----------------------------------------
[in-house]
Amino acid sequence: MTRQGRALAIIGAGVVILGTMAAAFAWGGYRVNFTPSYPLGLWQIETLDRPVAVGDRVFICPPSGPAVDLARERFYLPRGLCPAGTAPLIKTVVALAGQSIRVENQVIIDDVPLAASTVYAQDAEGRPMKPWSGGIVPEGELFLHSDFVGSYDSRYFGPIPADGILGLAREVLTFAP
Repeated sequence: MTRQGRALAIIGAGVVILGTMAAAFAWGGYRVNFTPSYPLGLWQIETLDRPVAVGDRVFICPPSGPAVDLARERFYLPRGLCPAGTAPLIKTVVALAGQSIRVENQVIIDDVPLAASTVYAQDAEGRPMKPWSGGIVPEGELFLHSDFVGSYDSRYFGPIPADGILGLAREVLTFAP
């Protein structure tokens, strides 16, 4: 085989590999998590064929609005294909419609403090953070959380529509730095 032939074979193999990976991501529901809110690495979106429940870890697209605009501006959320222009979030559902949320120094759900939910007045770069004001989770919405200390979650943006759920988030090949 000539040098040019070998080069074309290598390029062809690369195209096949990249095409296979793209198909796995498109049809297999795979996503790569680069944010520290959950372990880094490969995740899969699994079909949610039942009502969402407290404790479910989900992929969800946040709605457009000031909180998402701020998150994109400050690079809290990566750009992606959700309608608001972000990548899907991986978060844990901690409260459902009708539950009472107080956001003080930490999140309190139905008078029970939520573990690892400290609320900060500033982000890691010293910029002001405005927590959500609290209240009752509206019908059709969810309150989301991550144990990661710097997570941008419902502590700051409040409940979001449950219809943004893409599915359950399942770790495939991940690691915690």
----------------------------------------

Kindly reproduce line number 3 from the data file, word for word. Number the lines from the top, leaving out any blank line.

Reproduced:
Repeated sequence: MTRQGRALAIIGAGVVILGTMAAAFAWGGYRVNFTPSYPLGLWQIETLDRPVAVGDRVFICPPSGPAVDLARERFYLPRGLCPAGTAPLIKTVVALAGQSIRVENQVIIDDVPLAASTVYAQDAEGRPMKPWSGGIVPEGELFLHSDFVGSYDSRYFGPIPADGILGLAREVLTFAP